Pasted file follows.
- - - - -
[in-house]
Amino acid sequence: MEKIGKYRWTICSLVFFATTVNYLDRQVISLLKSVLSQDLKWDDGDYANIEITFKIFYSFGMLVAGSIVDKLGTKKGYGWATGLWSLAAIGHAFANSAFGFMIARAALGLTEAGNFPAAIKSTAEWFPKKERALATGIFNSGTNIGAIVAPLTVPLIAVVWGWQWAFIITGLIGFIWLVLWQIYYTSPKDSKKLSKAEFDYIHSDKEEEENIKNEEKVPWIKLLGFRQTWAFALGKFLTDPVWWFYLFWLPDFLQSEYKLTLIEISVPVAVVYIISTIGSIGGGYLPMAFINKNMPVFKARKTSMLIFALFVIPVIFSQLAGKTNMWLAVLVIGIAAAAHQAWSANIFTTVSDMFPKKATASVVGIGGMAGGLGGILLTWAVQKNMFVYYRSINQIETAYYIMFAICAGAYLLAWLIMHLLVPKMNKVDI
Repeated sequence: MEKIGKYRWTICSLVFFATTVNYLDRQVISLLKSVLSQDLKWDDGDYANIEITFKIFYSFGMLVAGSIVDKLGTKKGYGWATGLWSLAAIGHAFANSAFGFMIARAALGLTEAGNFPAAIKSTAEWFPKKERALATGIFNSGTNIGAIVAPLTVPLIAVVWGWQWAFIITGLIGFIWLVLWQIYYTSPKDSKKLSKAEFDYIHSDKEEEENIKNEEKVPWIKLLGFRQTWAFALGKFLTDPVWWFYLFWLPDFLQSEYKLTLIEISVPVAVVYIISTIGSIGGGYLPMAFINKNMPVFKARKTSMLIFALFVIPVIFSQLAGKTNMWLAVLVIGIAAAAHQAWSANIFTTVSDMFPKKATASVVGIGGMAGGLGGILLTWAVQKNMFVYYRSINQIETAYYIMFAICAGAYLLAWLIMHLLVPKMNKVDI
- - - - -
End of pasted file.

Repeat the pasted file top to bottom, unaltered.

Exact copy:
[in-house]
Amino acid sequence: MEKIGKYRWTICSLVFFATTVNYLDRQVISLLKSVLSQDLKWDDGDYANIEITFKIFYSFGMLVAGSIVDKLGTKKGYGWATGLWSLAAIGHAFANSAFGFMIARAALGLTEAGNFPAAIKSTAEWFPKKERALATGIFNSGTNIGAIVAPLTVPLIAVVWGWQWAFIITGLIGFIWLVLWQIYYTSPKDSKKLSKAEFDYIHSDKEEEENIKNEEKVPWIKLLGFRQTWAFALGKFLTDPVWWFYLFWLPDFLQSEYKLTLIEISVPVAVVYIISTIGSIGGGYLPMAFINKNMPVFKARKTSMLIFALFVIPVIFSQLAGKTNMWLAVLVIGIAAAAHQAWSANIFTTVSDMFPKKATASVVGIGGMAGGLGGILLTWAVQKNMFVYYRSINQIETAYYIMFAICAGAYLLAWLIMHLLVPKMNKVDI
Repeated sequence: MEKIGKYRWTICSLVFFATTVNYLDRQVISLLKSVLSQDLKWDDGDYANIEITFKIFYSFGMLVAGSIVDKLGTKKGYGWATGLWSLAAIGHAFANSAFGFMIARAALGLTEAGNFPAAIKSTAEWFPKKERALATGIFNSGTNIGAIVAPLTVPLIAVVWGWQWAFIITGLIGFIWLVLWQIYYTSPKDSKKLSKAEFDYIHSDKEEEENIKNEEKVPWIKLLGFRQTWAFALGKFLTDPVWWFYLFWLPDFLQSEYKLTLIEISVPVAVVYIISTIGSIGGGYLPMAFINKNMPVFKARKTSMLIFALFVIPVIFSQLAGKTNMWLAVLVIGIAAAAHQAWSANIFTTVSDMFPKKATASVVGIGGMAGGLGGILLTWAVQKNMFVYYRSINQIETAYYIMFAICAGAYLLAWLIMHLLVPKMNKVDI